I think Machete is probably the most financially successful of the five Grindhouse movies, but it was one of the least creative, in my opinion. I still liked it, but I had a blast with the first three movies and I felt that was missing here. Despite this being directed by Robert Rodriquez, it is not a Grindhouse movie. It based on one of the fake trailers from one of his Grindhouse movies, and the opening credits even continue the same style, but it quickly becomes a very modern Hollywood movie. The only difference between this and a typical action comedy is that the script here is still obviously a satire of the whole genre. The actors play it straight, but Lindsay Lohan is here for one reason and its not to display her acting talent (ironically, she finally gets naked in the movie but you can’t see anything). Robert de Niro even shows up here, playing a buffoonish right-wing politician. There has been much talk about the movie having a liberal agenda, and I would agree that political conservatives will probably not like the film’s storyline or message, but the film is just too silly and frivolous for me to take offense as any kind of preachy liberal sneer It has some genuinely funny laughs, and its quick paced and quick witted, but nowhere near on the level of the three real Grindhouse movies. The “fake” trailer for Machete is better than the real one, because the real one is just another typical Robert Rodriquez movie like Once Upon a Time in Mexico, or Spy Kids. The best scene may be Lindsay Lohan’s slutty character disguising herself as a nun. Oddly enough, it disgusted me, intrigued me, and had me cracking up at the same time.
** out of ****


The latest, last, and least of the films spawned by the whole Grindhouse concept. Naturally, it’s a sequel to Machete, but the best part of this movie was yet another “Fake trailer” for what eventually could become the real third movie: “Machete Kills Again… In Space” It cracked me up and every scene in the “trailer” was better than the real scenes in this movie, and made me wish that the still unconfirmed third film was the sequel instead of this movie. The actual film has plenty of action and a brisk pace, but goes nowhere and just isn’t very funny or interesting. Instead of de Niro like the first movie, this time we have Mel Gibson showing up in a “major role”, and it actually made me feel kind of sorry for him because his career has been reduced to doing this pathetic movie. Machete Kills is the opposite of the original intent of Grindhouse: rather than be made to intentionally parody the look of low-budget, crappy films, It’s a big budget, slick film that unintentionally looks very crappy. The best part of the movie may be former child actress Alexa Vega now appearing as a smoking hot, bikini-clad voluptuous adult character, but I got so bored with the movie I think I missed that part. I give it points for trying, but its just throwing a lot of crap at me, and thankfully, nothing is sticking.
* 1/2 out of ****


ReelReviews #13: Hick (2011)


APRIL 4, 2013 SCREENING: HICK (2011)


Like the previous film I reviewed, Hick takes another rising young child star (in this case, Chloe Grace Moretz) and gives her the first role of her career where she transition from child star to adult star. She gets to do a lot in the movie that quite frankly shocked a lot of critics, particularly because they were used to her playing innocent characters and here she uses some pretty colorful language and has some pretty risque scenes for a 13 year old. Moretz’s performance is good, and demonstrates the versatility of her acting abilities However, in other respects, its the opposite of the last film I reviewed. Push (2009) was at heart a good movie that inexplicably turned out to be bad in spite of everything it had going for it. On the other hand, Hick is a bad movie, seemingly made up of bits and pieces of good movies.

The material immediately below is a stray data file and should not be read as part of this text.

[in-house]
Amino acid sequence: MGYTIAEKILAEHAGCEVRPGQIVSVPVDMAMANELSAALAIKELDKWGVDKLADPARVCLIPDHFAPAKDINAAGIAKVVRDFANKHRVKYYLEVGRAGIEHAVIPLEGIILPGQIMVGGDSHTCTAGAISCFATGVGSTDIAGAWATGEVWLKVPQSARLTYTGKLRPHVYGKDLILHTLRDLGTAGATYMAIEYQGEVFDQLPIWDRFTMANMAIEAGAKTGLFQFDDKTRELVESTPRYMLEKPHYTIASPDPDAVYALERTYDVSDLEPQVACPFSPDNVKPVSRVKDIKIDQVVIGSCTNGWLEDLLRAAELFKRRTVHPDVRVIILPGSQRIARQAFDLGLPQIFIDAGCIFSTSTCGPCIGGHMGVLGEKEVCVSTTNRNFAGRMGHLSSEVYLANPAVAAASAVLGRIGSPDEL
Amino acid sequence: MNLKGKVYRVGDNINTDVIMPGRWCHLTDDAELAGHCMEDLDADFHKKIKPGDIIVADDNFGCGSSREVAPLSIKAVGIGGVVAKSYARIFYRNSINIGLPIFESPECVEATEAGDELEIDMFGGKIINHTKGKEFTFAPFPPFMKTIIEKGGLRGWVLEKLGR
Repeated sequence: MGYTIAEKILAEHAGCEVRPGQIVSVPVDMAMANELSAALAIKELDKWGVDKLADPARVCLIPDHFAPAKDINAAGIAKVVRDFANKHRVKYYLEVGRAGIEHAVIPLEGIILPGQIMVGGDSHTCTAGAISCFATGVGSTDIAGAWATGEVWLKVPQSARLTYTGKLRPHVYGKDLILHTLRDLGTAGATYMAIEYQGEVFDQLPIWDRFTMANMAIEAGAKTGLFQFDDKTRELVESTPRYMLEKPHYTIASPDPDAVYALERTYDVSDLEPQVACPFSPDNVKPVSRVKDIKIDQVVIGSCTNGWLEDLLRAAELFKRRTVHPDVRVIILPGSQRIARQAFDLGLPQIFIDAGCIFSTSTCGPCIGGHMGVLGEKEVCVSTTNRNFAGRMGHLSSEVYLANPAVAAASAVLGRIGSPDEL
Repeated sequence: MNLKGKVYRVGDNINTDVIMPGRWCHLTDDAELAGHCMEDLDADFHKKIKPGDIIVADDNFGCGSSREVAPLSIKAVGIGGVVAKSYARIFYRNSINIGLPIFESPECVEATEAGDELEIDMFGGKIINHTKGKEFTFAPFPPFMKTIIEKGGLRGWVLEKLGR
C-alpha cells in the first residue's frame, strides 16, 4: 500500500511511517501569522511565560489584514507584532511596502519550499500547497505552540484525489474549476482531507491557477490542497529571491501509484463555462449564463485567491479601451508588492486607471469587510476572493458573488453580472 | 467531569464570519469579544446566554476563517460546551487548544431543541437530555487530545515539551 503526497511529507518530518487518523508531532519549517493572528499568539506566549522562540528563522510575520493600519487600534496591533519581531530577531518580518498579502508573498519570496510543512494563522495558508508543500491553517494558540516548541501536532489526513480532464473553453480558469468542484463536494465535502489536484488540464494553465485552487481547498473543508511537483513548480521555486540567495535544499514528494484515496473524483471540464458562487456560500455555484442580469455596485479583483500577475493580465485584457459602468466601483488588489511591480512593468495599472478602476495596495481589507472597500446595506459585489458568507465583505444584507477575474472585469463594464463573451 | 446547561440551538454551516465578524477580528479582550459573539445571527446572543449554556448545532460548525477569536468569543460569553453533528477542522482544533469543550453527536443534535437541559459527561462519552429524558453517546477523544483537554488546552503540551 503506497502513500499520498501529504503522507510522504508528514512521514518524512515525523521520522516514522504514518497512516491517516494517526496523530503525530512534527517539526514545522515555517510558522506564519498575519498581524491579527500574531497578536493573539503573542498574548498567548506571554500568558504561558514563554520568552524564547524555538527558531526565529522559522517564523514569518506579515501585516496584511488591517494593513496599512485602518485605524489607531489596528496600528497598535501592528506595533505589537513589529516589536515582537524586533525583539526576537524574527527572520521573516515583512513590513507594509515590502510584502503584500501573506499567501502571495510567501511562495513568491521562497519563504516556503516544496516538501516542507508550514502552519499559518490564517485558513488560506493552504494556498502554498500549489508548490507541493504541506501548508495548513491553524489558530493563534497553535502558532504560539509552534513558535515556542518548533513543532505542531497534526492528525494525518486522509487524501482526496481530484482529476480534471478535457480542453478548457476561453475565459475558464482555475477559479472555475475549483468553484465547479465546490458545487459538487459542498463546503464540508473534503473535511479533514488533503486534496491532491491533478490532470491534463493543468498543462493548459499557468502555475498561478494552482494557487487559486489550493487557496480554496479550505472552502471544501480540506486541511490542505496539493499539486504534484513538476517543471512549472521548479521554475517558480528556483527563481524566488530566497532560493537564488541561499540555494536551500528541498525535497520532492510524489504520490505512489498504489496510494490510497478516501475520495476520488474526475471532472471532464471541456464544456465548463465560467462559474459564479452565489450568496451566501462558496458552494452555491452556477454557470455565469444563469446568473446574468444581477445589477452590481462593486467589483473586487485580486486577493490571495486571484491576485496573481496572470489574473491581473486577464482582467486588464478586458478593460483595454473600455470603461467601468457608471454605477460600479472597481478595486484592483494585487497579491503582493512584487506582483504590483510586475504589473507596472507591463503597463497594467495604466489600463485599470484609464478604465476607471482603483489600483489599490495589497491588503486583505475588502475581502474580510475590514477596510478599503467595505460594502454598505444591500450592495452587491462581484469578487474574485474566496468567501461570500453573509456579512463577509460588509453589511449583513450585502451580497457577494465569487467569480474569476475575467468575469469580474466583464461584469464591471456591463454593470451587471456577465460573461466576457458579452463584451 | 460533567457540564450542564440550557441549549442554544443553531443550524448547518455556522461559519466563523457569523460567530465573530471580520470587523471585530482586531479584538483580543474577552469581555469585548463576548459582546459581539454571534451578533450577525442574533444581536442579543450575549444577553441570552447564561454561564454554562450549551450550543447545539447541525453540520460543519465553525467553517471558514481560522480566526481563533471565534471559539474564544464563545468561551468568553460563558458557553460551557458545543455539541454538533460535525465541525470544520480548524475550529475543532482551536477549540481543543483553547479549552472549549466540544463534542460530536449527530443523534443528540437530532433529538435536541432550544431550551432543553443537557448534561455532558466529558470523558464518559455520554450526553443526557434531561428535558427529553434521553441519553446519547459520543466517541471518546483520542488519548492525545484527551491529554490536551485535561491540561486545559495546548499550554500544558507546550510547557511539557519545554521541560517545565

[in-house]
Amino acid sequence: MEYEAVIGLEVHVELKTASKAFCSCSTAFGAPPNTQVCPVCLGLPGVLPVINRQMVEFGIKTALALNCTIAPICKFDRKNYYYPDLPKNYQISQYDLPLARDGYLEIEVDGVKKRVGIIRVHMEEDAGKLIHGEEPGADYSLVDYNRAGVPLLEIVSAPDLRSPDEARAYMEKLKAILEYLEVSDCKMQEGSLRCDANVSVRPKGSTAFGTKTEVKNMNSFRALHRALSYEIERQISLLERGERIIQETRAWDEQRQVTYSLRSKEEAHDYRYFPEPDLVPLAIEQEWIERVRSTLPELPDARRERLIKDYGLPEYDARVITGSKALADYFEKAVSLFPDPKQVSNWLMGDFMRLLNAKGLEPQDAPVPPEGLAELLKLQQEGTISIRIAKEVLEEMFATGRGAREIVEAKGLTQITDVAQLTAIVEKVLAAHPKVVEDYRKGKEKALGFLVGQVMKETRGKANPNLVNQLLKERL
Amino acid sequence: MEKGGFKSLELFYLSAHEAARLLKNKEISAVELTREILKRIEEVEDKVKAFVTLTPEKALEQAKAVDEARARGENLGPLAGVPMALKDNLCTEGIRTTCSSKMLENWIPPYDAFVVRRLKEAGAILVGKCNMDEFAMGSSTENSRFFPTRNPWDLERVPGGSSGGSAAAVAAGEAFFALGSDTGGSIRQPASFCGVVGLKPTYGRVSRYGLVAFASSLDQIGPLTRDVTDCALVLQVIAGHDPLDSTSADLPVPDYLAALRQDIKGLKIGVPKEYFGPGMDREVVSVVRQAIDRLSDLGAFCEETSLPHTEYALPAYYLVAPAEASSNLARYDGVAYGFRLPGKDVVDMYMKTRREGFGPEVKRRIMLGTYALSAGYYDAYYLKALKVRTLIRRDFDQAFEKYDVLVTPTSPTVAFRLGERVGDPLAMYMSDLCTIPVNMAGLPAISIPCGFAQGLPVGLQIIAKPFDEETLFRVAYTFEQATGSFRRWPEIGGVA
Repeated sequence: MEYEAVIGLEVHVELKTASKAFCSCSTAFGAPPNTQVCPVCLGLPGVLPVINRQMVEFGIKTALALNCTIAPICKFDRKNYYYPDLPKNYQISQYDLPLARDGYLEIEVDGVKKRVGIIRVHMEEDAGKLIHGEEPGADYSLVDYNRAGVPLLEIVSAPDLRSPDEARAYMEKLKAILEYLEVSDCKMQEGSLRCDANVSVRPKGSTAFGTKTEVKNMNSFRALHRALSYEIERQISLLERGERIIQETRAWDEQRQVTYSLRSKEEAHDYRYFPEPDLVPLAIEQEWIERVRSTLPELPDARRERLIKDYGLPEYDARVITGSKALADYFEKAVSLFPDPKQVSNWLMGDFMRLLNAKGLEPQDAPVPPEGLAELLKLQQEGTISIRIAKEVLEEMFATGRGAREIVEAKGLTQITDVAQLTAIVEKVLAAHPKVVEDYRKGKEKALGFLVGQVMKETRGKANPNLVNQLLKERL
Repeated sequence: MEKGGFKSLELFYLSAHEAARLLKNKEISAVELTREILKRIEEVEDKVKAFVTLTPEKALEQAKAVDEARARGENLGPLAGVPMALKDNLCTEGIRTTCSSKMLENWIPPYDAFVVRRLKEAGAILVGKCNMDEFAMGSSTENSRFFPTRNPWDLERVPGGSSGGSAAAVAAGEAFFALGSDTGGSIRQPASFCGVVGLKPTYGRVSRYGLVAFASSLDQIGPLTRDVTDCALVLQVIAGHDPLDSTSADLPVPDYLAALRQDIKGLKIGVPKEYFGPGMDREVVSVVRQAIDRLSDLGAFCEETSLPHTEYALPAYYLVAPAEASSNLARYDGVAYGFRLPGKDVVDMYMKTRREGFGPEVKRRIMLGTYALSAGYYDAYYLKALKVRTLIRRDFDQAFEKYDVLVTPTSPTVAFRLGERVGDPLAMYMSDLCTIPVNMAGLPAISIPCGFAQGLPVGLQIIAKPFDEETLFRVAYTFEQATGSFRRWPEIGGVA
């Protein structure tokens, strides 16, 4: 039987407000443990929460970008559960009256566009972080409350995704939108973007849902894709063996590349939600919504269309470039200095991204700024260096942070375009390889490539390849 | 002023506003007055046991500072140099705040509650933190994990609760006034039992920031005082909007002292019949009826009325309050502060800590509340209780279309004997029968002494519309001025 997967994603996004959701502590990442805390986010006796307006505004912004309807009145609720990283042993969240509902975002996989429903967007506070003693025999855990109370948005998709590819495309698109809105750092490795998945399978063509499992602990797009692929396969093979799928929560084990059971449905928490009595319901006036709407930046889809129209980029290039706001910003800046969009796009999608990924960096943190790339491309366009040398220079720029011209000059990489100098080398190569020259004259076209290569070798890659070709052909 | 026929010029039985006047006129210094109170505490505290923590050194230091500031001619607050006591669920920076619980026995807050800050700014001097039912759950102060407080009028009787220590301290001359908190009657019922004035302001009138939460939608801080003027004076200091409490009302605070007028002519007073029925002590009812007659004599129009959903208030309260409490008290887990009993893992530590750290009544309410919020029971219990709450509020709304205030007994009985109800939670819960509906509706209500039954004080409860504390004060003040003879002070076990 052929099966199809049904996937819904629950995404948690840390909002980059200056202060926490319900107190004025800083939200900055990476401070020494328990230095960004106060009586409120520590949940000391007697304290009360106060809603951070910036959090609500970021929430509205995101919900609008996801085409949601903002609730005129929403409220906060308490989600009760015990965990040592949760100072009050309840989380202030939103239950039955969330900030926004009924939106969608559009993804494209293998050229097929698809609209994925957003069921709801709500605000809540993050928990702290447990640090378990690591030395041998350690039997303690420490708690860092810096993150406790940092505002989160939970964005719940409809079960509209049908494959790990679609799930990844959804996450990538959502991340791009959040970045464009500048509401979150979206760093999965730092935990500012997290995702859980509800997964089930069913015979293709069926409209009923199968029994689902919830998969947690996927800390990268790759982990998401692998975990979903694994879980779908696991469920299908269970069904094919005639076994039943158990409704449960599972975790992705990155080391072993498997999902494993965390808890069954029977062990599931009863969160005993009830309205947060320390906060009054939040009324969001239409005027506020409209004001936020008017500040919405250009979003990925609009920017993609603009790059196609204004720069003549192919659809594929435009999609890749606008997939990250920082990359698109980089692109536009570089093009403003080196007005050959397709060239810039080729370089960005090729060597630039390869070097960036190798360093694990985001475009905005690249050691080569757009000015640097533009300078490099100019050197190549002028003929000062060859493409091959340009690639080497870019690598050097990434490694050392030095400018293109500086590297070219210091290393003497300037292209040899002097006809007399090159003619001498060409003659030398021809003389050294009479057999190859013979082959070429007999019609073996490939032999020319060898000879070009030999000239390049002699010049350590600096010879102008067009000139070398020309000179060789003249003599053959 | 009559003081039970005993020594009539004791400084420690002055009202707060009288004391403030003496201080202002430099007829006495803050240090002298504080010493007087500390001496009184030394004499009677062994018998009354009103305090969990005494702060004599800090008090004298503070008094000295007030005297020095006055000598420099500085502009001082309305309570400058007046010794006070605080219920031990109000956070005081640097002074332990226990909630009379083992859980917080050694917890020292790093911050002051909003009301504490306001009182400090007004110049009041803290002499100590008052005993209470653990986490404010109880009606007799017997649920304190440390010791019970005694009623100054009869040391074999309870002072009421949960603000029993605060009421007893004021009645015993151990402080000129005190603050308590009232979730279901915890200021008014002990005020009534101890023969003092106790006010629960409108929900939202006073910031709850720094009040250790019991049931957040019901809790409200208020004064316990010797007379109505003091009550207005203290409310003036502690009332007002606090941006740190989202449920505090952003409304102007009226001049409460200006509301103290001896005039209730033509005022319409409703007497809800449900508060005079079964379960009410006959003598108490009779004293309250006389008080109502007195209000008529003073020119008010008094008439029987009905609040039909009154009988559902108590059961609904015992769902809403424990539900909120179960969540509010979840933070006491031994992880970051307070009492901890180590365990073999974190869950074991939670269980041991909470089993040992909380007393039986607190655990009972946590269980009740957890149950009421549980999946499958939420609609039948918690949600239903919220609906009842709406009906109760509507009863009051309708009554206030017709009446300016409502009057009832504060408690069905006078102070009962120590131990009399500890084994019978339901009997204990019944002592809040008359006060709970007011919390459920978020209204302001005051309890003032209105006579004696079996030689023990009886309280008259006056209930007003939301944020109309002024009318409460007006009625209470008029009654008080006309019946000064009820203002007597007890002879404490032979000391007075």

Yes, Hick is a mediocre movie at best, and none of its characters or situations will leave much impact on you, or any lasting legacy on film. There is an interesting side effect to watching the movie though, and its that Hick will evoke numerous scenes from other, better movies. I must have thought “Gee, this reminds me of so-and-so” over a half dozen times while watching Hick. I doubt this is an intentional effort from the filmmakers to “rip off” earlier movies, it just seems they had a number of good ideas that had been done before, and might have worked here, except they were done poorly. At various times, memories of Lawn Dogs (1997), The Professional (1994), Tideland (2005), Hound dog (2007), Lolita (both the 1962 and 1997 versions!), Black Snake Moan (2006), The Ice Storm (1997), and Badlands (1973) came to mind. There are even more examples that escape me at the moment. It was like someone took me on a tour of “greatest hits” from those movies and tried to re-enact several iconic scenes with new actors and dialogue, producing a far inferior version.

What most of the above films have in common is a basic premise of “underage girl behaving scandalously”, which is perhaps why many of the critics have said that “pedophiles” would enjoy the film Hick. I honestly don’t think anyone will enjoy the film Hick, because while there is the element of Chloe Grace Moretz dressing seductively and acting provocatively for some weird perverts, its not really aimed at the viewer, and the difference between this movie and a film like Lolita or Tideland is that she has zero chemistry with her adult co-star. In this case, its some cowboy hat wearing creep in a pickup that keeps showing up in her over and over again (and again makes me think of similar characters in good movies like Lolita, Pretty Baby, Taxi Driver, etc.), but here the situation goes nowhere and you’ll be hard pressed to remember anything the two characters discussed in the movie. There’s also a “graphic rape scene”, perhaps apeing what happened earlier in Dakota Fanning’s own heavily criticized “Hound dog” (where her 12 year old character is brutally raped), but the “rape scene” here occurs completely off camera, and a far more dramatic scene occurs earlier when Moretz’s character is nearly raped in a bathroom stall. In either case, neither scene seems to have any consequences for later in the movie, or the overall storyline.

The one positive here is that although the movie is called “Hick”, its not about exploiting backwoods country bumpkins for laughs, and although none of the characters are likeable or interesting, they”re all tolerable and believable enough. There’s even one actor I can’t stand (namely, Alec Baldwin) who makes a decent appearance towards the end of the movie. Like all the other scenes, its of little consequence, but Baldwin’s brief scenes are basically a glorified cameo and kept my interest long enough. I’ll rate that as a positive for this film – since I usually want to break my TV whenever Baldwin comes on screen, regardless of what role he’s playing.
Moretz really showed off a dramatically different side to her in this movie. Too bad she was stuck with a worthless script, and a movie that does nothing and goes nowhere. If you want to reminisce about earlier, better movies, then Hick is an interesting experiment to jog your memories. If not, you’ll be wasting two hours of your life.
* ½ out of ****